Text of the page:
It is looming large on the horizon like a big black flag – IndyCar’s interminable off-season. Aside from being hugely frustrating for fans, there is genuine concern it will undo the good work done this season as IndyCar’s management sit on their hands. So here are our suggestions on the top 4 things IndyCar should be doing after Labor Day this year.
Speak to Red Bull
Whilst Red Bull has become synonymous with developing new sporting attractions to promote their brand, they are also getting a reputation for energizing (pun fully intended) tired products.
Rallycross was to all intents and purposes dead until Red Bull injected life with their Global Rallycross series. A category of motor sport that appeared to have had its heyday in the 1980s is attracting increasing attention, growing crowds and benefitting greatly from Red Bull’s in-house media, production and broadcast services. Global Rallycross has a few legitimate superstar drivers along with partial manufacturer involvement and attractive venues.
The success of Red Bull’s owns series has made the FIA – the world governing body for motor sport – sit up and take notice. The original World Rallycross championship is suddenly back on their radar after languishing behind everything from F1 and rallying to endurance racing and Formula E. Tying up with rival energy drinks brand Monster is a clear statement of intent by the FIA to try and quell this noisy upstart.
Similarly, Red Bull’s media division could yet be the savior of the World Rally Championship as broadcast rights holder. For a sport that could do no wrong in the 1980s and 1990s, it has lost it’s way badly and Red Bull are seen as the best hope of reviving it as, somewhat ironically, products like Red Bull’s own Global Rallycross have grown in popularity.
Admittedly IndyCar’s current fan base is unlikely to match with Red Bull’s target audience particularly closely. The flip side is that they are unlikely to find another form of motor sport in the USA with more extremes – 200mph plus speeds, drivers pulling 5g at certain circuits, cars that are spectacular when they crash. For the series there is access to millions of fans, followers, brand ambassadors, networks and media opportunities. Dialogue with these guys would be far more valuable than anything included in Mark Miles’ precious Boston Consulting Group report.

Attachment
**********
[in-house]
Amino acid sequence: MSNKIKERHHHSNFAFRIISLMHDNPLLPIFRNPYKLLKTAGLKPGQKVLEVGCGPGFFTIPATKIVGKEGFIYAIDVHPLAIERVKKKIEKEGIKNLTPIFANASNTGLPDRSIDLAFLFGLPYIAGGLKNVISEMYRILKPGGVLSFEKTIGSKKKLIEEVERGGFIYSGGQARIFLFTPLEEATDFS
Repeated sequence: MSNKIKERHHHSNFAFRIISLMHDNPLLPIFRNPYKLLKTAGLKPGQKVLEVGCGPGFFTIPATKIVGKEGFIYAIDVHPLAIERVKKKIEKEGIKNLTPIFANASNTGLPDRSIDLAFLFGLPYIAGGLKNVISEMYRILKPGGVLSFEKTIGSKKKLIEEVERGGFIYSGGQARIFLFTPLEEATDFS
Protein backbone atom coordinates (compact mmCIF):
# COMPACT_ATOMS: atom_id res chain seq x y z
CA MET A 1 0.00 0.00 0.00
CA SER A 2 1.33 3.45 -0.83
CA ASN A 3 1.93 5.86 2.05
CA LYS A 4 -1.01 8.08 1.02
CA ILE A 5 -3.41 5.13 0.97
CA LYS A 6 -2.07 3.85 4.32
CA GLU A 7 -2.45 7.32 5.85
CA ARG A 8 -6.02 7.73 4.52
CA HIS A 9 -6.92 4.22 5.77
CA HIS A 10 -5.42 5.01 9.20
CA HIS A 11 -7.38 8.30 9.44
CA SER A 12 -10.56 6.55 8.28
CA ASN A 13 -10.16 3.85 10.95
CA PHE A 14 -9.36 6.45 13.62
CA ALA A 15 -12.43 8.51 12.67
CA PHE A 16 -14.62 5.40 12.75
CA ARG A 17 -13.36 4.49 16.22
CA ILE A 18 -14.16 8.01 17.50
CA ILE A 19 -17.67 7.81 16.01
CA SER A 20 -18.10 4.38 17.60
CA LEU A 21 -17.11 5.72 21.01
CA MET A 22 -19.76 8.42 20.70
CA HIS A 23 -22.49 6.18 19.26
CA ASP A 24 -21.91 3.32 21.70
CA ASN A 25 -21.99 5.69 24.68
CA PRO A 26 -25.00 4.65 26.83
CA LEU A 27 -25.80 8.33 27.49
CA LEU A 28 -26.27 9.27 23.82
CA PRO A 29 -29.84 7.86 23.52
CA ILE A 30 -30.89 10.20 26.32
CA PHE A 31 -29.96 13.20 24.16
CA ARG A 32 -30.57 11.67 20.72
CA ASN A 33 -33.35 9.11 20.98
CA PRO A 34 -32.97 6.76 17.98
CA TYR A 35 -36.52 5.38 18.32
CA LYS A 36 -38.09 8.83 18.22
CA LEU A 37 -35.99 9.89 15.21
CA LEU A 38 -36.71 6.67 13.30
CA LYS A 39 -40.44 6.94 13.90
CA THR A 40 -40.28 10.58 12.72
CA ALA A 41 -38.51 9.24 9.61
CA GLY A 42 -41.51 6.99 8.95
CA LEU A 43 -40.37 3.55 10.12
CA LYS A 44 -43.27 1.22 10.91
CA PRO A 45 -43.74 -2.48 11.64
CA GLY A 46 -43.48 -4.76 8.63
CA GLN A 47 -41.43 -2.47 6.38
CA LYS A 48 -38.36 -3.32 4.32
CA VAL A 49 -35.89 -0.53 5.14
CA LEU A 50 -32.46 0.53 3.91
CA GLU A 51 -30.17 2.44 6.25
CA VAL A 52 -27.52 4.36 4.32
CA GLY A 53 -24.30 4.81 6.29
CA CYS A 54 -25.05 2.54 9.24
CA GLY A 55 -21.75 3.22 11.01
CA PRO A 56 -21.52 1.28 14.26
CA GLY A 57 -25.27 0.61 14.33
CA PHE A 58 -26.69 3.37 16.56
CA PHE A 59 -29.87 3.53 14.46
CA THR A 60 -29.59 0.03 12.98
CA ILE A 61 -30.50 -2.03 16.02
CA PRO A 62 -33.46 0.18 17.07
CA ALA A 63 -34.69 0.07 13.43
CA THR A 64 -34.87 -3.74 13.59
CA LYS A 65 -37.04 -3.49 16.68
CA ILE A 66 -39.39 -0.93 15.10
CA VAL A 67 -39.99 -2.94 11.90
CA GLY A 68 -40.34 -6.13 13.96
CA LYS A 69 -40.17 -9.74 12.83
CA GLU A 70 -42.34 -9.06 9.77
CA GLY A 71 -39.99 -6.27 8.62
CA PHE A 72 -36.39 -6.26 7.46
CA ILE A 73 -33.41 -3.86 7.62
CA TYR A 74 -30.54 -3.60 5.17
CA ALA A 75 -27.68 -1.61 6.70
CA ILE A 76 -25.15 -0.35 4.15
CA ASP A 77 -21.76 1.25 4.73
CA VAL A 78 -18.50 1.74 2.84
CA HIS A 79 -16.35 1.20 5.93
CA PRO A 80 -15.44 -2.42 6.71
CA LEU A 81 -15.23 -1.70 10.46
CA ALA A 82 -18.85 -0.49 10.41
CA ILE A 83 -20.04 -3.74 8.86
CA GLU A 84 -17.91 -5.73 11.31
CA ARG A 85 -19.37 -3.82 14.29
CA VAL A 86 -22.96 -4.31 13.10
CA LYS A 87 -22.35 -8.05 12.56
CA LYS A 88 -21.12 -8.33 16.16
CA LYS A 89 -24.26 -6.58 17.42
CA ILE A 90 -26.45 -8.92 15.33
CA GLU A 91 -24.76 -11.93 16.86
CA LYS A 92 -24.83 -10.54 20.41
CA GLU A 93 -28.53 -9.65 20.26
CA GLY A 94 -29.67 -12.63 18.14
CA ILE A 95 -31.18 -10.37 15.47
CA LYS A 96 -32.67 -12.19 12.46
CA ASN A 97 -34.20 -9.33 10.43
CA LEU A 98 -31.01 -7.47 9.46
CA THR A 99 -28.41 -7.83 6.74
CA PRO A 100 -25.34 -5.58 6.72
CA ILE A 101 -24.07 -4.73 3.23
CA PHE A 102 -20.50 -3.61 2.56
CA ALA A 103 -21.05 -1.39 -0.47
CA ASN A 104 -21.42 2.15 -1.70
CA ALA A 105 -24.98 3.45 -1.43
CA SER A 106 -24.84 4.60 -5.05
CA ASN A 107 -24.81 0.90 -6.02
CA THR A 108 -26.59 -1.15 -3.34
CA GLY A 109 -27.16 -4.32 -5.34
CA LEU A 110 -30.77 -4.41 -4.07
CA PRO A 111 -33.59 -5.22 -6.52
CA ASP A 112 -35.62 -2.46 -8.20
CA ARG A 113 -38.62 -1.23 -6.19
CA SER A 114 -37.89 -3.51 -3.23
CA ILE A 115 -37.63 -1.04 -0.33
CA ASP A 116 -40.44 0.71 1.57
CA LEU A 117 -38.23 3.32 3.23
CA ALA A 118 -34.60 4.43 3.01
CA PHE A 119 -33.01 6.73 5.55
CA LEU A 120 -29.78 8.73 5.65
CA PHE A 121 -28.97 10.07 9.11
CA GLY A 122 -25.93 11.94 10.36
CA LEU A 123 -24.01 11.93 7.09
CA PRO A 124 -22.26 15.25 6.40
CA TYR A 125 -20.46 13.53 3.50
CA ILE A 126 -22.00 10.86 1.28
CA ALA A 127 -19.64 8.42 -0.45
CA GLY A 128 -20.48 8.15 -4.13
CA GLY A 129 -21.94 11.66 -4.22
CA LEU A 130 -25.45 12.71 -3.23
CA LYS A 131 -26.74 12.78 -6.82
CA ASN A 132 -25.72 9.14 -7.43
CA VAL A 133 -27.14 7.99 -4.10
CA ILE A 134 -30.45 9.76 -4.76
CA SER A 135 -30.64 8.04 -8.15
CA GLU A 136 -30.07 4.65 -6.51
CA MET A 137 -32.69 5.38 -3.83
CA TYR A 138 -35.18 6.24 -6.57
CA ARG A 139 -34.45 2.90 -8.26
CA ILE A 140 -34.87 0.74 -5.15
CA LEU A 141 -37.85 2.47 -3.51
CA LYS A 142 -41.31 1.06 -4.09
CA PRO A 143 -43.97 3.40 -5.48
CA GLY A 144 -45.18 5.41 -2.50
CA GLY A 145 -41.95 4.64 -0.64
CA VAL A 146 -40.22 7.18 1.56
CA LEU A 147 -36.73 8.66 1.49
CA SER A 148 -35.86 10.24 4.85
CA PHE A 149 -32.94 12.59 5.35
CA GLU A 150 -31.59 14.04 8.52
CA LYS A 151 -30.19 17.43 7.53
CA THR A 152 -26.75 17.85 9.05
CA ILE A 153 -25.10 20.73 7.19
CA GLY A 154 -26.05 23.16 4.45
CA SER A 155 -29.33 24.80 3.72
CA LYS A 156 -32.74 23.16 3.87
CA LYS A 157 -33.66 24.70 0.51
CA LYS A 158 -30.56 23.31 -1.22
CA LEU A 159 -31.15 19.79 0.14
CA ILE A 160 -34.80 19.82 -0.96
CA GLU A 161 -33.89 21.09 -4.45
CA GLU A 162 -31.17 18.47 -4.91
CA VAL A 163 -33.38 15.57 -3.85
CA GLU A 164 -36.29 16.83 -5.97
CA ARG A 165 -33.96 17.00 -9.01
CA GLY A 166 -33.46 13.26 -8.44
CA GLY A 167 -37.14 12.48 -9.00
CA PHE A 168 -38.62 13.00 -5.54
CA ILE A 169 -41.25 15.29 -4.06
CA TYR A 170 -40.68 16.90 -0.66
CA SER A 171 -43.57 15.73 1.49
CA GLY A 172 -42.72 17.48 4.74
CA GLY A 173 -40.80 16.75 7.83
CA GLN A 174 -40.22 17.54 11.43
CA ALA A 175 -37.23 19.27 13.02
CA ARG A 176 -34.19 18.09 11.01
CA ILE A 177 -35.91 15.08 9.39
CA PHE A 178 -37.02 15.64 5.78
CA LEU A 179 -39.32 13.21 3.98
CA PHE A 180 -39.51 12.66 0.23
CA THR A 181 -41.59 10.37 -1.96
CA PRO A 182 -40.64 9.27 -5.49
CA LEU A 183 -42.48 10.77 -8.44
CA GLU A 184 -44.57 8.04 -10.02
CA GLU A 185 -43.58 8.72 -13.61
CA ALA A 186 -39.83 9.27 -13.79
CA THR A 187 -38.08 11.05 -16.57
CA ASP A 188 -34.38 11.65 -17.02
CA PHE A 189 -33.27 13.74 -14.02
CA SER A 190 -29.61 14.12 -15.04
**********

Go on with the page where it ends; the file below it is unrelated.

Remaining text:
Fix the schedule (and not just for 2016)
IndyCar has enjoyed the support for several years of a number of circuits that have not necessarily received reciprocal treatment. Rumblings from the likes of Auto Club Speedway suggest that this good will is all but spent for a series that has foisted almost perpetual date changes upon their partners. The concept of date equity has been bandied about for years but we are at the stage where it has been superseded by almost a form of date survival.
A good use of the off-season would be agreeing on a suitable season length and outline schedule for not just 2016 but 2017 and 2018. The series is making life more difficult for itself and circuits/promoters with a year-by-year approach to scheduling.
Without giving races a semi-permanent date, no one can really assess whether the promotion has been poor, the circuit is poor or fans just aren’t interested anymore. Tracks, city authorities and promoters are critically important to the series. The current attitude to scheduling leaves them working with one hand tied behind their back and a nagging doubt if it is all worth the time and money.